I am delighted to say that myself, Anna Rist and Claire Taylor have passed the Level 1 and 2 training.
MISS highly recommends Omniscient Safety Innovations ltd,
This training – plenty of case studies and life experiences as well as explaining how it relates to MISS. We enjoyed the role play and learned on areas we need to improve”
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The Sam Lobban Trophy by Liam Cronin

We have opened up our blog to our guest Liam today.

Liam has gone above and beyond in trying to help remove mental health stigma and raising funds to support CALM (Campaign Against Living Miserably) & Mental Health Aberdeen (MHA).

We have been able to provide Liam with donations for the raffle and continue offering support for the event. If you can help in any way please see the bottom of blog for contact details.

“My name is Liam Cronin and I am the organiser behind The Sam Lobban Trophy.  A sevens style rugby tournament hosted annually in Aberdeen at Aberdeen Wanderers RFC home ground, in order to raise funds for Mental Health Aberdeen MHA.Sam was a great friend of mine, he was an incredible individual and a truly amazing friend. Sam sadly passed away in 2018 following a battle with his mental health.  Male suicide and mental health is a big issue that can’t be ignored any longer. It’s unacceptable that so many men are dying from suicide on a daily basis.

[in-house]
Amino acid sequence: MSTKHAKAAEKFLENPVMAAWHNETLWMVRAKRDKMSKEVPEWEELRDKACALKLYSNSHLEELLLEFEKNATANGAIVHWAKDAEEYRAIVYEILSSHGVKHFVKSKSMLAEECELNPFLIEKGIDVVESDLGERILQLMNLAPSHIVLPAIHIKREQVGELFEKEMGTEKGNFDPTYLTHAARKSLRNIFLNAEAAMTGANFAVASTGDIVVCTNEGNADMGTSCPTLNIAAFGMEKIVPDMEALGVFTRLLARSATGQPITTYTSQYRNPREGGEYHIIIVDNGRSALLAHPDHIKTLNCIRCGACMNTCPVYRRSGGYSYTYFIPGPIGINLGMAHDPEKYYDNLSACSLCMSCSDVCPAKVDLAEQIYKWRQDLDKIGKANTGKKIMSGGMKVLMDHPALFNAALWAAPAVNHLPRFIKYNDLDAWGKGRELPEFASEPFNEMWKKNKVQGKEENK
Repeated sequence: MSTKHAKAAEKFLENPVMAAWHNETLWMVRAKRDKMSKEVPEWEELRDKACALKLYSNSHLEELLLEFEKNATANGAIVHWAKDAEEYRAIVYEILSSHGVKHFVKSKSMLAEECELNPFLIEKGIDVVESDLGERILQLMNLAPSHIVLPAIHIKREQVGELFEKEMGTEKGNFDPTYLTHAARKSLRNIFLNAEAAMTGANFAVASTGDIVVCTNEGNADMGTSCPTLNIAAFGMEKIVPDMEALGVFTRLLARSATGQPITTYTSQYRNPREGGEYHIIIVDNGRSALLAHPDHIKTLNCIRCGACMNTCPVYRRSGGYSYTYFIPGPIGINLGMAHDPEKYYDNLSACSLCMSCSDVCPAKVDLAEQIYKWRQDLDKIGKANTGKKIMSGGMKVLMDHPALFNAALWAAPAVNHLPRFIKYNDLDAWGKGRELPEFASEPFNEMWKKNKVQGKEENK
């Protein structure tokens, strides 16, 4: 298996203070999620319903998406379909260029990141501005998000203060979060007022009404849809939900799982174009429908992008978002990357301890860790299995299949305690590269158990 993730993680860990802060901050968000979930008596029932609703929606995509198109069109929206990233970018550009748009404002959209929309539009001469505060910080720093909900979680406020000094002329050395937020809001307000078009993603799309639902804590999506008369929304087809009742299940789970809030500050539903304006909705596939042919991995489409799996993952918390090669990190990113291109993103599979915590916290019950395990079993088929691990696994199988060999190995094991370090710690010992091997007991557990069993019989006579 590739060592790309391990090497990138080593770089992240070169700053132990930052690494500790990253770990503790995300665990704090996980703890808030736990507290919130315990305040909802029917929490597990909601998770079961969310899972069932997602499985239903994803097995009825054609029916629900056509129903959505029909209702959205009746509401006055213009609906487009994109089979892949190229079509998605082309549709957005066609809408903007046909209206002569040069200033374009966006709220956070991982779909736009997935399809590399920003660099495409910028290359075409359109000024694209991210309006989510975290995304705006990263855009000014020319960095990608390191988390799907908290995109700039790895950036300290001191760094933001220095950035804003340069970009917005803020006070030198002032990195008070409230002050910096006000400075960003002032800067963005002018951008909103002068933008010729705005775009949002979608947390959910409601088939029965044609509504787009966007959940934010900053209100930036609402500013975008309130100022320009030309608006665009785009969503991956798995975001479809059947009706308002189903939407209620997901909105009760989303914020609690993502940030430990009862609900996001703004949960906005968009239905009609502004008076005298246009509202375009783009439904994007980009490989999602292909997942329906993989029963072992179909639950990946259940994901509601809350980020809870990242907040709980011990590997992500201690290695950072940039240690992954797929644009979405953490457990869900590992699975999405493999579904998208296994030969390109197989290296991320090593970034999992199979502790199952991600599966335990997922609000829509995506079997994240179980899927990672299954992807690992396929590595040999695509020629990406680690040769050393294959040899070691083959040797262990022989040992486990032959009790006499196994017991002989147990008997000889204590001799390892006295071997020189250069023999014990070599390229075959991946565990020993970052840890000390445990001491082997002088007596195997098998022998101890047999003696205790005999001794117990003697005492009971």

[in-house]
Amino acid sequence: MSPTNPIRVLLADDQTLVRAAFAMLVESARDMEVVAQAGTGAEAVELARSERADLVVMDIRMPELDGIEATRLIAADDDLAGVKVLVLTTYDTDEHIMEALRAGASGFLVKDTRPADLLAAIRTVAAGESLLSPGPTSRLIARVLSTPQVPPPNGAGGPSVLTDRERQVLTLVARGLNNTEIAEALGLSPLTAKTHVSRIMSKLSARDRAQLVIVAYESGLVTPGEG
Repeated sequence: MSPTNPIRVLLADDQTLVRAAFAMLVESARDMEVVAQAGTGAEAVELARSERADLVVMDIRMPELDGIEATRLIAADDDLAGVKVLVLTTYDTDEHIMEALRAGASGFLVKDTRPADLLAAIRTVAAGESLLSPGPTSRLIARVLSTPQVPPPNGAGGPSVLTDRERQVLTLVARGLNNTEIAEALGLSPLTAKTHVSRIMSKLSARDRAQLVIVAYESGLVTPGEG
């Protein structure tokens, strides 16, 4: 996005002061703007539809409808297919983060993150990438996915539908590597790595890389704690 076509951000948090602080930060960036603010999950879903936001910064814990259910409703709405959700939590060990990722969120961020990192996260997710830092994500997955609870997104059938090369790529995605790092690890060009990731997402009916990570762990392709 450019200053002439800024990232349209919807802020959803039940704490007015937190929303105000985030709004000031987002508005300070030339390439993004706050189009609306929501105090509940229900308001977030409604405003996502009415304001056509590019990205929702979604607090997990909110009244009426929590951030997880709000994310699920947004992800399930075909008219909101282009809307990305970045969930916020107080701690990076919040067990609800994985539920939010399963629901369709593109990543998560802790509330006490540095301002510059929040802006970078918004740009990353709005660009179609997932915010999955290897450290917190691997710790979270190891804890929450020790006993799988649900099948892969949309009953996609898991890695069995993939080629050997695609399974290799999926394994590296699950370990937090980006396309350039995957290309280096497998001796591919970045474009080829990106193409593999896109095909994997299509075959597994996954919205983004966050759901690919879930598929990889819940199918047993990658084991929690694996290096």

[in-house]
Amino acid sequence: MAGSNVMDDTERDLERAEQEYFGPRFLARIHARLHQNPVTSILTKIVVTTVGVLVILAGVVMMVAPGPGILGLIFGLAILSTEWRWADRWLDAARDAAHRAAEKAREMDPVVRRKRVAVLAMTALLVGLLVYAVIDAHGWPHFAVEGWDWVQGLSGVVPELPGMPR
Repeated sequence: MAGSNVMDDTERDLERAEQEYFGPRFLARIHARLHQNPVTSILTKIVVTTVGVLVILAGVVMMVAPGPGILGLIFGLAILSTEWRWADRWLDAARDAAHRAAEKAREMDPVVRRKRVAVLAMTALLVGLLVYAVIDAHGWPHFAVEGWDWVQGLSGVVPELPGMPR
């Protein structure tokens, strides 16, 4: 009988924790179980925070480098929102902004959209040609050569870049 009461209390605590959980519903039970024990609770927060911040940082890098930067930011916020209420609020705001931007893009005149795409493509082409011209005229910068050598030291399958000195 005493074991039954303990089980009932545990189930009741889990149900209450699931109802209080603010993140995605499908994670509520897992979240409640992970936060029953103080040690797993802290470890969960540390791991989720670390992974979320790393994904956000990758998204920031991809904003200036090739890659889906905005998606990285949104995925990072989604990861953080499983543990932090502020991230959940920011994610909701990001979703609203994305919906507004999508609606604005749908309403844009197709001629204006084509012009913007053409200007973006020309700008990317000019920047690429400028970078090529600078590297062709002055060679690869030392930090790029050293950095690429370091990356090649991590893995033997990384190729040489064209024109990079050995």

I wanted to do something to not only celebrate his life but also try raise awareness and funds in his name.As Sam was a big rugby fan and an exceptional player, I felt it was only right to organise a rugby tournament in his honour.

The event grew in its second year due to the massive amount of support shown through sponsors and donations.

Special thanks to all those that have made this possible; Aberdeen Wanderers RFC, Russell Gibson Financial Management, Mental Health Aberdeen, Specialist Valve Services.